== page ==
Summary: While the term Asia or Asian is complex, we started with a focused definition of Asia to build the Asian CHI Community. This focus has given a community a chance to grow. However, as diversity, inclusion, and equity have started to come into the picture, we need to grow with a more varied and inclusive strategy that aligns with ACM SIGCHI’s strategy.
Quo Vadis is a questioning phrase meaning roughly “Where are you going?”. The origin of the words was traced back to the Latin Vulgate and the story of Peter meeting Jesus while fleeing Rome. It is also the title of a novel that has been made into motion pictures, in which a Polish writer, Sienkiewicz, received the 1905 Nobel Prize for Literature.
The rich imagery and meanings of the phrase Quo Vadis have inspired me to ponder on Asian CHI Symposium on its fifth anniversary. Where are we going with Asian CHI Community and Asian CHI Symposium?
There were many discussions in the last meeting of the Asian CHI Symposium post-event ranging from the works that are still outstanding to the selection or election of the next Chairs and organizers. During an online discourse, the idea of Steering Committee also came up. We then developed the idea further into a permanent Steering Committee consisting of active community members who have co-founded the Asian CHI Symposium and been since its inception, i.e., Eunice Sari, Masitah Ghazali, and myself.
In this article, I aim to have a further discourse regarding nurturing the Asian CHI community further, including the annual Asian CHI Symposium. I will discuss my thoughts in the aspects of Awareness, Engagement, Growth, and Advocacy.
In my previous post suggesting a collaboration platform between academia and industry, I have briefly outlined how the Asian CHI Community emerged since 2011.
Asia or Asian is a complex term. According to Collins, “British people use this term especially to refer to India, Pakistan, and Bangladesh. Americans use this term especially to refer to China, Korea, Thailand, Japan, or Vietnam.” I would say that this is an outdated view of Asia.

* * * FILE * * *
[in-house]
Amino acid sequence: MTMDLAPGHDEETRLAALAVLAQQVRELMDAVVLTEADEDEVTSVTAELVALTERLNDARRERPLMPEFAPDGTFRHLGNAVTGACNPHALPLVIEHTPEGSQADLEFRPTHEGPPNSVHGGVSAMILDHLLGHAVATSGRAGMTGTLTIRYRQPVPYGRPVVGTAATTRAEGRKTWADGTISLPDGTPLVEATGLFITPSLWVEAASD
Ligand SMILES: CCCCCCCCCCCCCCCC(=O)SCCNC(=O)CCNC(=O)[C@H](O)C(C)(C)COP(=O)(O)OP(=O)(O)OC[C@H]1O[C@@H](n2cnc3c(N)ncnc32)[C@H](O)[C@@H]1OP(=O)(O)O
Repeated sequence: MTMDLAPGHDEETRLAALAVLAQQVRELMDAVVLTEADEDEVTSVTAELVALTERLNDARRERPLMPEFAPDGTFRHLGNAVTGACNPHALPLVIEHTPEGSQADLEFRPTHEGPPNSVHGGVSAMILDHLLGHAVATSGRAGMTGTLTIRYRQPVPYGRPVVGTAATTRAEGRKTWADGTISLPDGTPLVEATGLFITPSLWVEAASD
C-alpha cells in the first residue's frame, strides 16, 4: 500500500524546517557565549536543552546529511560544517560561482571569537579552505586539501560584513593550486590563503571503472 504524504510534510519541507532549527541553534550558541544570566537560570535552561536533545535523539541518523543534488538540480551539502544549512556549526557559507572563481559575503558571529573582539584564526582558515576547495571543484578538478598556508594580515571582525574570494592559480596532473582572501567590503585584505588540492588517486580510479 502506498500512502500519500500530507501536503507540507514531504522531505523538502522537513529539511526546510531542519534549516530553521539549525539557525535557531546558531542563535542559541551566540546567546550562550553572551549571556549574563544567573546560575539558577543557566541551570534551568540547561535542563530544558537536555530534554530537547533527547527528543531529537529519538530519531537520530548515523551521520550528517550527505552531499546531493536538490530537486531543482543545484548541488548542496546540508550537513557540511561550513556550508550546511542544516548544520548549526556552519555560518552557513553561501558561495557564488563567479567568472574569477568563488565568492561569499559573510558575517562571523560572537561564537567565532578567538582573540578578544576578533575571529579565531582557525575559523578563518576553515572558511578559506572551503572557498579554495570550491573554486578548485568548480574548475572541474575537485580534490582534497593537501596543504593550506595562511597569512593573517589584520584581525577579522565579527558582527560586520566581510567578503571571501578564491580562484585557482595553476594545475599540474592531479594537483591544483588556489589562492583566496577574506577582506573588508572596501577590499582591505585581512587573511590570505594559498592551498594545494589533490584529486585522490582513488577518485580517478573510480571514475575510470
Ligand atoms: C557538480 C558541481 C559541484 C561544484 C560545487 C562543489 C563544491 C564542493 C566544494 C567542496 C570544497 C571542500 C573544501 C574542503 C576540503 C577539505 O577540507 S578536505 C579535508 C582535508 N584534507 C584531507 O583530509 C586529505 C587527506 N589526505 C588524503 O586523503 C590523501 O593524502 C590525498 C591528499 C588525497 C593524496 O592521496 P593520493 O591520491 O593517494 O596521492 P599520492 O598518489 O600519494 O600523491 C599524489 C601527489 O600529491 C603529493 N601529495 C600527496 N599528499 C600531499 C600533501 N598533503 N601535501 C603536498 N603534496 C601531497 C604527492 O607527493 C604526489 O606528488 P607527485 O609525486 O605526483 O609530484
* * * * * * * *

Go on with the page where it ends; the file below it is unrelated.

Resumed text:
A popular term used freely in recent publications and talks, including ACM SIGCHI Equity Talks, is “Global South.” One purpose of using the phrase “Global South” is to identify countries that are mostly “low-income and often politically or culturally marginalized.” In itself, the use of the term “marks a shift from a focus on development or cultural difference toward an emphasis on geopolitical power relations.”
For the last five years, geopolitical power relations are the least important aspect of the Asian CHI community. Without discounting or dismissing the importance of geopolitical power relations, in our discussion, I have limited the term “Asia” to the regions represented in the Asian Development Committee (ADC), i.e., Bangladesh, China, India, Indonesia, Japan, Malaysia, Pakistan, Philippines, Taiwan, Thailand, The Republic of Korea, Singapore, and Vietnam.
As briefly mentioned in my previous article, the current event-based platform, such as Asian CHI Symposium, is an integral part of our strategy to build awareness in the region. It is nonetheless insufficient to develop and nurture engagement and collaboration between academia and industry. As its current state, the Asian CHI Symposium is mainly academia-driven and thus attracting more academia than professionals.
Engagement and Growth
At this point, I discuss engagement and growth in the same section due to our lack of data, lack of understanding, and the relatively young age of the Asian CHI community.
The growth that I refer to is firstly related to the personal growth of each community member. This growth subsequently fuels the development of the community. The positive change in the Asian CHI community then supports the growth of SIGCHI through membership. As long as SIGCHI provides benefits to its members, the cycle continues.
Despite our community’s rich and varied background, based on profession, we can identify that our community consists of three main groups, i.e., Academia, Professionals, and Hybrid Academia-Professional.
Academia represented the majority and established the foundation of our community. The Academia is required by profession to publish, raise funding, and contribute to the body of knowledge in the community.